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. Injunctions have long been used to abate nuisancesnuisance,
in law, an act that, without legal justification, interferes with safety, comfort, or the use of property. A private nuisance (e.g., erecting a wall that shuts off a neighbor's light) is one that affects one or a few persons, while a public nuisance (e.g.
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. The use of the injunction in labor disputes has been a matter of great controversy in U.S. history.

In the late 19th cent. employers were often granted injunctions against strikes or boycotts when they alleged that the purpose of labor's activity (e.g., unreasonably limiting the employer's freedom by requiring him to hire only union members) was illegal. The power of federal courts to enjoin union activity was restricted by the Federal Anti-Injunction (Norris-LaGuardia) Act of 1932, and many states passed similar laws. Later legislation, however, including the 1947 Taft-Hartley Labor ActTaft-Hartley Labor Act,
1947, passed by the U.S. Congress, officially known as the Labor-Management Relations Act. Sponsored by Senator Robert Alphonso Taft and Representative Fred Allan Hartley, the act qualified or amended much of the National Labor Relations (Wagner) Act of
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 and the 1959 Labor Management Reporting and Disclosure Act, restored much of the power to use labor injunctions.

injunction

Law an instruction or order issued by a court to a party to an action, esp to refrain from some act, such as causing a nuisance
References in periodicals archive ?
Here, the compensatory damages sought are incidental to the injunctive and declaratory relief, and individualized determinations are unnecessary.
This Order addresses Plaintiff's Motion For Finding Of Contempt Of Court And For Further Injunctive Relief (Docket No.
The lawsuit sought an evaluation of both damages and injunctive relief against the Biofrontera defendants, according to the company.
The court next weighs the harm to Sasnett if he were prevented from providing competing services to or soliciting TechINT's clientsagain, as both terms are elaborated upon aboveagainst the likelihood of immeasurable, irreparable harm to TechINT absent preliminary injunctive relief.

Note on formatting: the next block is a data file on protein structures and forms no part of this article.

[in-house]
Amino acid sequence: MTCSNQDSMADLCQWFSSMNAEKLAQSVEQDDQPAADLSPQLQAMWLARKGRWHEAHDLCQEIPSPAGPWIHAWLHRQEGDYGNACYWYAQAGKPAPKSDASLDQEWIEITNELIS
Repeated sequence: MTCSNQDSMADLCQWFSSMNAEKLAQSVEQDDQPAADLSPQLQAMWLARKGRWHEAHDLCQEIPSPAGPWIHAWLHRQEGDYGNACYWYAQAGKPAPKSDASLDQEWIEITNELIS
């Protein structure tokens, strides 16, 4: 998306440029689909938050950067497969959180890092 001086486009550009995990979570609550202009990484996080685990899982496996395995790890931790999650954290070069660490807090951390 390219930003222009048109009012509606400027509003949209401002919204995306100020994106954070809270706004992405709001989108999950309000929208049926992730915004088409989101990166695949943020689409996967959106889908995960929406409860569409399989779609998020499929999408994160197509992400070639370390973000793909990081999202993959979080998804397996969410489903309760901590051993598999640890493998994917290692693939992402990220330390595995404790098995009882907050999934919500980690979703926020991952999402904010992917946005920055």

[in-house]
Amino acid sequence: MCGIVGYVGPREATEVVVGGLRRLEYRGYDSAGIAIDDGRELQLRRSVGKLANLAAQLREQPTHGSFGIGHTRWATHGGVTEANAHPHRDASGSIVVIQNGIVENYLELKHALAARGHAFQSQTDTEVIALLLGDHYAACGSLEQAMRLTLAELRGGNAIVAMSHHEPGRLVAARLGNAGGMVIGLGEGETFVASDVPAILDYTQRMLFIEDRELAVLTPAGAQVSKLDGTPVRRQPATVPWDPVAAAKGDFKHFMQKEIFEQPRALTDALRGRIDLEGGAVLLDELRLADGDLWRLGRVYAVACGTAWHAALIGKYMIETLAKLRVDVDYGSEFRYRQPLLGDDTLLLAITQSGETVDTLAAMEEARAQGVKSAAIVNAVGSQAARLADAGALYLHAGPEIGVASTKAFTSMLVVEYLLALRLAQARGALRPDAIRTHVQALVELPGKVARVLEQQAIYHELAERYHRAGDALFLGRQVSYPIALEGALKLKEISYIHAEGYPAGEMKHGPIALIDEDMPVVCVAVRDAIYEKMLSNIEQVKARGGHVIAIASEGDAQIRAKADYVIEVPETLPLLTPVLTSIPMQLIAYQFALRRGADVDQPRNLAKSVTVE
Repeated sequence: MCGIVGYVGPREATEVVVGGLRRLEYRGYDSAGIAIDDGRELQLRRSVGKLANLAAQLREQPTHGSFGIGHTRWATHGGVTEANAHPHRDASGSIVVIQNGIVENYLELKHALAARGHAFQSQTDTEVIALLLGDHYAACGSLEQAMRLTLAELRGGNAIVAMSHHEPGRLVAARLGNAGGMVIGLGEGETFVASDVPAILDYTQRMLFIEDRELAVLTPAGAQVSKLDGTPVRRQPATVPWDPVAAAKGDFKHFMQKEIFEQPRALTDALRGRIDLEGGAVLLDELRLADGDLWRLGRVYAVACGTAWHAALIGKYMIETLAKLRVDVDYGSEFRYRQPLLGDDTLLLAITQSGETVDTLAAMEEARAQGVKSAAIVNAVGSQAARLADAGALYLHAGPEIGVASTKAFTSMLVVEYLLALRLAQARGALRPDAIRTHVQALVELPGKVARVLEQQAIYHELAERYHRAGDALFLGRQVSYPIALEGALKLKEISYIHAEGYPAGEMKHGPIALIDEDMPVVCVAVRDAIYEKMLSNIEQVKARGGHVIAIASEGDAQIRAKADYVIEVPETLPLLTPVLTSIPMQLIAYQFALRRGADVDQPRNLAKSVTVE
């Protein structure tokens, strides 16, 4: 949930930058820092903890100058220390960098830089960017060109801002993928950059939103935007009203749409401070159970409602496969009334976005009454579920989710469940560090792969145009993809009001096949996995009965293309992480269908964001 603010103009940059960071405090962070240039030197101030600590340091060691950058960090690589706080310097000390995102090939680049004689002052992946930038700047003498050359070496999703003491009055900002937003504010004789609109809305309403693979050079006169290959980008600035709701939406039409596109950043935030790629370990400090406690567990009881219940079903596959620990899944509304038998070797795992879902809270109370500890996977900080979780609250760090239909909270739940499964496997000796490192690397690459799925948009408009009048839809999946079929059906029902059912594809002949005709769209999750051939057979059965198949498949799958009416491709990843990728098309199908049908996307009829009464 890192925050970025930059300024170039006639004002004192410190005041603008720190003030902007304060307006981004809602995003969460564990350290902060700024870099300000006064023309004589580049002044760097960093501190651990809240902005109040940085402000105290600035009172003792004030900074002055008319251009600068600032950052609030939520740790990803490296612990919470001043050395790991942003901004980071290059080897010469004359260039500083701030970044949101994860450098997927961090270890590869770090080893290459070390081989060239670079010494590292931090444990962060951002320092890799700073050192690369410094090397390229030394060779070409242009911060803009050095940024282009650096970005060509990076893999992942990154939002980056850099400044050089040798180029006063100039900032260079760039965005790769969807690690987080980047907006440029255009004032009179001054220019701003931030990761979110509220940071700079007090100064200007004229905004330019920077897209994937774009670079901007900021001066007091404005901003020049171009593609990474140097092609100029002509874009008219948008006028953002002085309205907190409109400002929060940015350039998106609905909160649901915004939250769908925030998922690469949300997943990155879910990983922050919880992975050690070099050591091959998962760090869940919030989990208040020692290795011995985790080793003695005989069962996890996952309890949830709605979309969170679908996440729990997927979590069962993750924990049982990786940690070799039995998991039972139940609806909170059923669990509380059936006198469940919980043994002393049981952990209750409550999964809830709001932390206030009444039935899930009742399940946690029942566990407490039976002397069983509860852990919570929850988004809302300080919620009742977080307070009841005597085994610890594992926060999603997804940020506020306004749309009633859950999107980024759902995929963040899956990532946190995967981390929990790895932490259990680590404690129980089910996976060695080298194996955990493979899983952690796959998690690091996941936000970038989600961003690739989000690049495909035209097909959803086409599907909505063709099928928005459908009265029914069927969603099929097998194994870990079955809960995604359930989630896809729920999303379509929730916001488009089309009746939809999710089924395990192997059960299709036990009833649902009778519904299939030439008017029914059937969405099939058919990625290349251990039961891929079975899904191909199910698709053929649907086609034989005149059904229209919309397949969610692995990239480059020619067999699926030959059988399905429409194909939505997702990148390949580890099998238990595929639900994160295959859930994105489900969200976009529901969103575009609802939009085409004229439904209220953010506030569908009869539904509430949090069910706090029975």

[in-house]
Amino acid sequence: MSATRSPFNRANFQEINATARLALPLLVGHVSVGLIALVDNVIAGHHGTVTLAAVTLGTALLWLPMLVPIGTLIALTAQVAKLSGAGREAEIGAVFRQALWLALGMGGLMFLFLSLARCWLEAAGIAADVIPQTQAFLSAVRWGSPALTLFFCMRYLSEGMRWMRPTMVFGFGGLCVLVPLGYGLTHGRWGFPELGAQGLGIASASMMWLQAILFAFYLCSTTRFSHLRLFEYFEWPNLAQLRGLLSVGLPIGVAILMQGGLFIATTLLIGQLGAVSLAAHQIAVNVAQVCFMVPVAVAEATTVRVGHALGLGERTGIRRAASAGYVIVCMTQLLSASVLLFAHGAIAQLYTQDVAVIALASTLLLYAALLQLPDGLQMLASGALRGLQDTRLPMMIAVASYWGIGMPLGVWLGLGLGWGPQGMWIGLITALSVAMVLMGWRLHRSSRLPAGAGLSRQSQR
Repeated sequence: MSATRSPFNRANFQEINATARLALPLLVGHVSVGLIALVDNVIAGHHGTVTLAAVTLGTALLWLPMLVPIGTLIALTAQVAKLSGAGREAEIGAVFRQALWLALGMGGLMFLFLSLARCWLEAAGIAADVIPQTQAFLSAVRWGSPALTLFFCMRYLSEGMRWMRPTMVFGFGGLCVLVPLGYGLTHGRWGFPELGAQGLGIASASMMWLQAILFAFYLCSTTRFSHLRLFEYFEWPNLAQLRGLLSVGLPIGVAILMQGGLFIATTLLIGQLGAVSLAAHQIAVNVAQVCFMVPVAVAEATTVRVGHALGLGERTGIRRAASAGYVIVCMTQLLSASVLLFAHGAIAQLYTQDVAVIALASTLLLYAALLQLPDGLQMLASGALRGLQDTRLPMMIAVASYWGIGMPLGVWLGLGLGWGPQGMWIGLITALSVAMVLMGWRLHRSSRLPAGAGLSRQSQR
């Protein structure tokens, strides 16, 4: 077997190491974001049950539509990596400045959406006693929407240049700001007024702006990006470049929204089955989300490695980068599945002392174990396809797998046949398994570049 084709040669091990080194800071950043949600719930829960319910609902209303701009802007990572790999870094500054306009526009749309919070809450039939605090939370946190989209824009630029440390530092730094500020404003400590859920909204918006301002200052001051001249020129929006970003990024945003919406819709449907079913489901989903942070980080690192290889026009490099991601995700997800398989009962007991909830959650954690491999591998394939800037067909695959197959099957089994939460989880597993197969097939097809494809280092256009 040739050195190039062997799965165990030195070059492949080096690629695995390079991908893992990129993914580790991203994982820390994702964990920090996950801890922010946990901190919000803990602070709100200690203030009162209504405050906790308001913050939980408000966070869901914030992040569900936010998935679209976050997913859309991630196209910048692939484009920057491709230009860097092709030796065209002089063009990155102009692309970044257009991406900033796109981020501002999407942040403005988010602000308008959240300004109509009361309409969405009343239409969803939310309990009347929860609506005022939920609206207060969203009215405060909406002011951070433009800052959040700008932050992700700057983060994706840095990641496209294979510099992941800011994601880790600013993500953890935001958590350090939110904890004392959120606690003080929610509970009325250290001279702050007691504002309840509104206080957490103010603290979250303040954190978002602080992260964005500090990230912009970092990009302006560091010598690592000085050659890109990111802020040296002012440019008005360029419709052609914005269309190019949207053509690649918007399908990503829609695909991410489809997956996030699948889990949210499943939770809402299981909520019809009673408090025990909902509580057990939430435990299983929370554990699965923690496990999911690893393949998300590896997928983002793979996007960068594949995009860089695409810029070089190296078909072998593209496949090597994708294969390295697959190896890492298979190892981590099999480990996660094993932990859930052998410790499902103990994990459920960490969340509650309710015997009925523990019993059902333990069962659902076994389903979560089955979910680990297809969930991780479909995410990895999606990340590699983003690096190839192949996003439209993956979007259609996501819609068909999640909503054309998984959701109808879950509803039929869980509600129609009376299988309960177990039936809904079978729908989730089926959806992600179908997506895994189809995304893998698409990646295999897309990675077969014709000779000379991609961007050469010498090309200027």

After the conduct of the congresses, the Court of Appeal, in a ruling on an application by APC seeking stay of execution of the High Court injunctive order and stay of proceedings of the main suit, vacated the injunctive order and refused to stay hearing of the substantive matter, prompting Umar to take his matter to the Supreme Court.
In the action, Wintergreen alleges claims for declaratory judgment and injunctive relief, and also moved for a speedy hearing and to shorten the time for defendants to respond to discovery requests.
'There is no basis to grant the petitioner Globe's omnibus motion absent the requisites necessary for the issuance of an injunctive writ,' the appeals court 6th Division said in a four-page resolution, in allowing the PCC to review the sale of SMC telco assets to Globe and Smart.
A claimant may seek injunctive relief either pre-arbitration in connection with an action to enforce an arbitration agreement, or post-arbitration in connection with a proceeding to confirm an arbitration award.
and scholars as such: the prospective injunctive remedy--that is, the
District Court for the Northern District of Texas, seeking back pay, compensatory and punitive damages, plus injunctive relief.
The CA said "...the arguments raised by petitioners in support of their motion for reconsideration are a mere rehash of the arguments in their allegations in support of their prayer for injunctive relief incorporated in the instant petition for review, which had already been thoroughly considered by this Court."
This study assessed perceptions about teammate and coach approval of alcohol and other drug use (i.e., injunctive norms) among a sample of 3,155 college student-athletes in their first year of athletic eligibility.